White Noise by Don DeLillo

I’m just getting into the moderns, so you’ll have to bear with me. And by moderns, I mean anything after 1901. Yes, I am the product of a classical education, where modern writers were all thought to be on drugs and destroying the English language. But seeing how no one really wants to read Dickens or Madame Bovary on the beach, I’ve been trying to adjust. Moderns, it is. I like ‘em. Quite honestly, because you can say things like that: I like ‘em. No need to get bogged down with those pesky, old school grammar issues.

So, Don DeLillo’s, White Noise. A little odd but on the whole fascinating and thoroughly modern. I know, I know, everyone else read this 15 years ago when it first came out, but like I said I’m just getting into the modern age and 15 years ago I was still on Socrates and uh, Hardy Boy mysteries.

Our hero, Jack, is a professor of Hitler studies at some generic Midwestern American college. He, his wife Babette, of the “powerful hair,” and their various offspring live in an idyllic little college town amid geniuses of American popular culture, consumerism and paranoia. There are some totally unforgettable characters in this book; there’re just freaks. Loveable, endearing and colorful freaks, but freaks nonetheless. A clever study of the paranoia inducing perils of modern life. Complete with supermarket worship, toxic waste spills, mass media barrages, obsessive fears of death and fast food. Yup, I guess that pretty much sums up the American condition. Oh yeah, and jogging, there’s a bit about jogging as well. And shopping… And family dynamics… yeah, some great stretches about family dynamics. Some fabulous dialogues, too.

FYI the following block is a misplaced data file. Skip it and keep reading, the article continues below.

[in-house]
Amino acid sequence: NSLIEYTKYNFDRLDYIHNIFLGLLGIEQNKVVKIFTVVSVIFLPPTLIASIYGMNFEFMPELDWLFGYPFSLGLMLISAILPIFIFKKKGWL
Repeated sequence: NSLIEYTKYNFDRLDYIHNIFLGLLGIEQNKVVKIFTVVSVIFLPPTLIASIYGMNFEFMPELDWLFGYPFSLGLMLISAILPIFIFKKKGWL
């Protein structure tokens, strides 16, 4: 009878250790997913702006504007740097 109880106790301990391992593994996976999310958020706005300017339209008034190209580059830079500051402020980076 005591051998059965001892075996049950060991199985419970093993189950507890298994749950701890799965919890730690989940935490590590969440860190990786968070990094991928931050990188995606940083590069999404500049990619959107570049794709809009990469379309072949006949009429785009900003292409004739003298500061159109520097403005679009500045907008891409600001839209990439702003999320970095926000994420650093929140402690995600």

Ok, so I’m not really qualified to review a book that won the National Book Award and was on the Boston Globe’s Best Books of the Decade List, but I liked it. It really sucks you in. Its hilarious and entertaining and odd, but in this smirking, all too familiar kind of way. A real fun read about crazy intelligent folks and all the obsessive thinking that goes on among the perpetually over stimulated. Perfect to read on a quiet tranquil beach, far away from all that white noise.

-December 1999